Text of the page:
Art by Ally Armstrong
Typically bustling Pepperdine locations like Payson Library and Alumni Park remain closed, and the University continues to prohibit off-campus students from entering campus absent an exception. Other universities in the area mirrored Pepperdine’s decision to shut down campus and its resources as a result of Los Angeles County health orders.
Following the announcement that all fall 2020 classes would be remote and on-campus access limited to only those with no alternative housing options, President Jim Gash announced Aug. 19 that LA County Department of Public Health orders prohibited off-campus students from coming to campus and banned on-campus events.
“We would love to [be more open], is the bottom line,” said Connie Horton, vice president for Student Affairs. “We miss students. We wish we could allow you on. We hope we are helping people get what they need.”
County health guidelines require institutions of higher education in LA to limit access to campus for non-essential visitors “to the greatest extent permitted by the law,” according to LA County health protocols. The restrictions also prohibit in-person lectures and gatherings at institutions of higher education in LA.
Complying with these orders is only one reason Pepperdine made the decision to limit access to campus. Other motivations were the desire to uphold the safety of students, faculty and staff and “contribute to the greater public health,” Horton said.
Two other LA schools — Loyola Marymount University and the University of Southern California — imposed restrictions similar to Pepperdine’s as a result of LA County’s protocols.
At LMU, on-campus housing is limited, the library is closed and on-campus gatherings are prohibited. Undergraduate instruction is entirely remote, and those approved to enter campus must fill out a daily wellness check similar to Pepperdine’s.
All USC-sponsored events are also prohibited on and off campus, and library buildings are closed to the public. Additionally, all courses are online, and campus access is limited and requires a daily health form.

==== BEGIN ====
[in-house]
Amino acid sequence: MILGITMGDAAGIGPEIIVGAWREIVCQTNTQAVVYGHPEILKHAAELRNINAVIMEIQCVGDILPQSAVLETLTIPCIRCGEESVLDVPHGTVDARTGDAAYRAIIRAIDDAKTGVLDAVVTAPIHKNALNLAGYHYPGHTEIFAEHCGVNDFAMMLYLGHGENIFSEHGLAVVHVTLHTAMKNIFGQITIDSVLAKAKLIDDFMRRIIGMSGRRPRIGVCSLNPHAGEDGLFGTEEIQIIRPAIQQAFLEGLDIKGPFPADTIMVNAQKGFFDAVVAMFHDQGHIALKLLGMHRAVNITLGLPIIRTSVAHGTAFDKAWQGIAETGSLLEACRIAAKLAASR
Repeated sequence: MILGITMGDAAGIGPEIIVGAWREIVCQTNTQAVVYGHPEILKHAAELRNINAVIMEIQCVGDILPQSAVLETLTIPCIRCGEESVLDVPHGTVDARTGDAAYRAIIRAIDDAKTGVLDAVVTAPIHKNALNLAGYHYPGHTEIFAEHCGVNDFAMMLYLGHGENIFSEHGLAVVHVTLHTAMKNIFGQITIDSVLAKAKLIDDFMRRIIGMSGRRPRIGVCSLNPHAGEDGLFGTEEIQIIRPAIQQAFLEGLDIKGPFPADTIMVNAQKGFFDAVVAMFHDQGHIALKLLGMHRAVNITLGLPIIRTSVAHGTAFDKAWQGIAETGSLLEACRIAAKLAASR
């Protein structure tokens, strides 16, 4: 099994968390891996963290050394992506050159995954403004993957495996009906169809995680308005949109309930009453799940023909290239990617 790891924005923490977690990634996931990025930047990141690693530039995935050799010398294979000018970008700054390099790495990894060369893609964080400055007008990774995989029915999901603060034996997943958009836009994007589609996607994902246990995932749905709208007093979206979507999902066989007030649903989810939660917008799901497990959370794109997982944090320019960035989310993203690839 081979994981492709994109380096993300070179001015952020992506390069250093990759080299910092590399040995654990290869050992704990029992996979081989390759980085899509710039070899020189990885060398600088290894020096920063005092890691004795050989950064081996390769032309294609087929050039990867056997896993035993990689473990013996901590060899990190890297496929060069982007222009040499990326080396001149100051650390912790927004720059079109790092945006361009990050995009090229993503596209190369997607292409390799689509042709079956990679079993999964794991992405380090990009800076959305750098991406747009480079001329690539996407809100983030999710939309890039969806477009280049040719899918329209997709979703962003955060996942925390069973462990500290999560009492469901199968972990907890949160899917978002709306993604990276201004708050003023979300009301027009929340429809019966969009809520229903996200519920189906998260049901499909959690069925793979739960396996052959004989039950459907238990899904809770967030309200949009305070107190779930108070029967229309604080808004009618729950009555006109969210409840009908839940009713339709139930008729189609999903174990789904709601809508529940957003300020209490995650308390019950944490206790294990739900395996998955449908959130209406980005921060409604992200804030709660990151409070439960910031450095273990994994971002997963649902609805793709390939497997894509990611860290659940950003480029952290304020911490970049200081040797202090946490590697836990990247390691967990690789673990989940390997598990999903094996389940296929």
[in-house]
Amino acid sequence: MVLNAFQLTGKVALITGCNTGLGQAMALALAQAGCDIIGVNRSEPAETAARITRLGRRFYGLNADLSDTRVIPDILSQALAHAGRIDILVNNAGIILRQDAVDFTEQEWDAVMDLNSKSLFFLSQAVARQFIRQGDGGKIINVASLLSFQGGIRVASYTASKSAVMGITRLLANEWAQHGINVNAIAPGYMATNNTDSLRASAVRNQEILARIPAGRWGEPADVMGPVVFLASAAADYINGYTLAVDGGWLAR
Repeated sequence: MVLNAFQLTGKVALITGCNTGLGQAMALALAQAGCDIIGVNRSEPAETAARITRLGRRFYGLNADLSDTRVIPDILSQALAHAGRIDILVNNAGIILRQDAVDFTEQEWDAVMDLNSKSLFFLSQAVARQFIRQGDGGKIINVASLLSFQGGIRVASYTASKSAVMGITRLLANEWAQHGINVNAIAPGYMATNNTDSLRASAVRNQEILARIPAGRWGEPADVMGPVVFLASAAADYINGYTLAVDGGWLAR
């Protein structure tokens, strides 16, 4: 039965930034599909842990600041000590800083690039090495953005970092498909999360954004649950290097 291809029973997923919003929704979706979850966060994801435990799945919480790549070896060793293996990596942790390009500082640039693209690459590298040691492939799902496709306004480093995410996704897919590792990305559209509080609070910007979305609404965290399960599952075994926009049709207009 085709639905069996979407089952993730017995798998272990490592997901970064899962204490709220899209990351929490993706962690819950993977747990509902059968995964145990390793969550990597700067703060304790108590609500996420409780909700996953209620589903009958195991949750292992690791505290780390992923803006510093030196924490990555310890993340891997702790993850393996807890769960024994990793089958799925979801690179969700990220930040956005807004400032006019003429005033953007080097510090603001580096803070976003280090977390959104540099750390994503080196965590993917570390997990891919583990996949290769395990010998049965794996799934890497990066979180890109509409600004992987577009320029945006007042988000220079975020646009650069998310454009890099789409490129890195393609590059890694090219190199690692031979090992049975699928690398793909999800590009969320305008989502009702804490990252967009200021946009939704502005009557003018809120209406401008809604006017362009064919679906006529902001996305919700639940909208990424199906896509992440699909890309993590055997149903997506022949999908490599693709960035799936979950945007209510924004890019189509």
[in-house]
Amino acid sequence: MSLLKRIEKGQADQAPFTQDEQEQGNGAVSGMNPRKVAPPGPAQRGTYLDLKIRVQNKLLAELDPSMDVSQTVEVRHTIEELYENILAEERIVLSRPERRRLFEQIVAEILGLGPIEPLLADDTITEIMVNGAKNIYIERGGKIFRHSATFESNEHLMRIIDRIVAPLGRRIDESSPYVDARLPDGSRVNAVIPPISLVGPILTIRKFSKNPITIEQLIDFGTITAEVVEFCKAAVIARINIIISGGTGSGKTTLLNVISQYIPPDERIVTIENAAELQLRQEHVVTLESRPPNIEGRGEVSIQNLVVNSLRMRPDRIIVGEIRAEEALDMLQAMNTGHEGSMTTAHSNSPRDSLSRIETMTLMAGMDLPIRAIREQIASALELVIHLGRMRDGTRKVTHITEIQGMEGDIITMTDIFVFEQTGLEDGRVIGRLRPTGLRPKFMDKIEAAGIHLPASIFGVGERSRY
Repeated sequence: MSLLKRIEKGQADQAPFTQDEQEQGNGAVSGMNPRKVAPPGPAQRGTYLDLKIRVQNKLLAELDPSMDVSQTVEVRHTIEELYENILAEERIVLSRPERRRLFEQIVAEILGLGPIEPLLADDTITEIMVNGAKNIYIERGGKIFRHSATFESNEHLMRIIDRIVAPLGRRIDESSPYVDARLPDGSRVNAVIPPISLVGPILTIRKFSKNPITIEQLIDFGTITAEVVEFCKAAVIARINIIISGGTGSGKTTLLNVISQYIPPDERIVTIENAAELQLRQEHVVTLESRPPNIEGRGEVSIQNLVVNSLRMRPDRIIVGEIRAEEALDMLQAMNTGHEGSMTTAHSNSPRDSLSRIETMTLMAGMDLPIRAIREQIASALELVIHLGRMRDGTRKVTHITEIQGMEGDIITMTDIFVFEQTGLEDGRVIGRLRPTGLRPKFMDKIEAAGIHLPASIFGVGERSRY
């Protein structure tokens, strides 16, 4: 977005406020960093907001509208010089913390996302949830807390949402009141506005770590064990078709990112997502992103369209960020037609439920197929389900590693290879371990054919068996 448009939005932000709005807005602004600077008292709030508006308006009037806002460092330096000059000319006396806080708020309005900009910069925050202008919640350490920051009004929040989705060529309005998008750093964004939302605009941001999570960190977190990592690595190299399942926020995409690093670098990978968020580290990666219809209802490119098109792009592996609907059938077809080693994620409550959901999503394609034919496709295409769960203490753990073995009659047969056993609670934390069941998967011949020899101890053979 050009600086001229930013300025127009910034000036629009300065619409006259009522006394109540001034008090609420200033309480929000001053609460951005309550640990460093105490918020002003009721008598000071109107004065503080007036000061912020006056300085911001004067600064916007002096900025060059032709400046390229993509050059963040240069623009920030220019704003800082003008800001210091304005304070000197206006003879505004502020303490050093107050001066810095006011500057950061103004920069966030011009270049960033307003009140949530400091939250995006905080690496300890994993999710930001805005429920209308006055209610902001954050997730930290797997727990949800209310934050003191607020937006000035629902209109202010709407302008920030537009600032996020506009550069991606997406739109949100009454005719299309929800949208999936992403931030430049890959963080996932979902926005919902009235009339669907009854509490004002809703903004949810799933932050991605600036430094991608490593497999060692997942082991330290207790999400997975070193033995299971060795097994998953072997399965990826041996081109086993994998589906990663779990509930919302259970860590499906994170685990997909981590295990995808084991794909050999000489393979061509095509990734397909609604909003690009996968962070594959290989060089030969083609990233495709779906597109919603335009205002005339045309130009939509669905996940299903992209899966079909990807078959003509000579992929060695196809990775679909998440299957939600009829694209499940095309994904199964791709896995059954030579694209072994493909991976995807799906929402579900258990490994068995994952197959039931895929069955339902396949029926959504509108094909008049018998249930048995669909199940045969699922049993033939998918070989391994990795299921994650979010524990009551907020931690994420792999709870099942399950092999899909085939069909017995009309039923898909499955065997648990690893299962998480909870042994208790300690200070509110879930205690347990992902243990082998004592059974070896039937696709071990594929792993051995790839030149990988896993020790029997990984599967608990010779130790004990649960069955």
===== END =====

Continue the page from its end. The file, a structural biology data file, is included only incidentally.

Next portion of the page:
Pepperdine is ready to reopen campus resources if LA County updates health protocols to allow it, Horton said. Nonetheless, Pepperdine does not anticipate any new guidance until after Thanksgiving, at which point the semester will be over.
According to responses to an anonymous Sept. 1 Graphic survey of 59 students, over 50% of students surveyed would go to campus if on-campus resources were reopened.
This chart reflects student responses to the statement “If Pepperdine where to open for on-campus resources, I would go to campus,” in an anonymous Sept. 1 Graphic survey. Over half of the 59 students surveyed strongly agreed with the statement. Graphic by Ashley Mowreader
Sophomore Jack Holcombe lives in Malibu and said while he would prefer access to campus, he supports Pepperdine’s decision.
Although Payson is closed, librarians remain available through the library website, and print books are available through Pepperdine Libraries’ newly announced mail delivery service.
Rare exceptions permit off-campus students to come to campus to pick up an item or go to the Student Health Center, Horton said. Exceptions were more common at the beginning of the semester, when students who left their cars on campus in the spring returned to retrieve them. Pepperdine is not allowing students access to campus for any social reasons, such as using Payson Library or going to club events, Horton said.
To come to campus, students must contact Stacy Montgomery, who confirms the legitimacy of their reason and then makes arrangements with the Department of Public Safety to allow the student to briefly visit campus.
Horton said it is important to maintain compliance and cooperate fully with LA County to ensure a smoother reopening process once health orders permit it.
Horton also said Pepperdine and the Emergency Operations Committee are in frequent contact with the county and have great familiarity with the current health guidance.
“Our folks are so connected to the LA and the State people,” Horton said. “We are in there; we are having meetings and phone calls and updates and clarifications all the time with them.”
Follow the Graphic on Twitter: @PeppGraphic
Email Natalie Hardt: firstname.lastname@example.org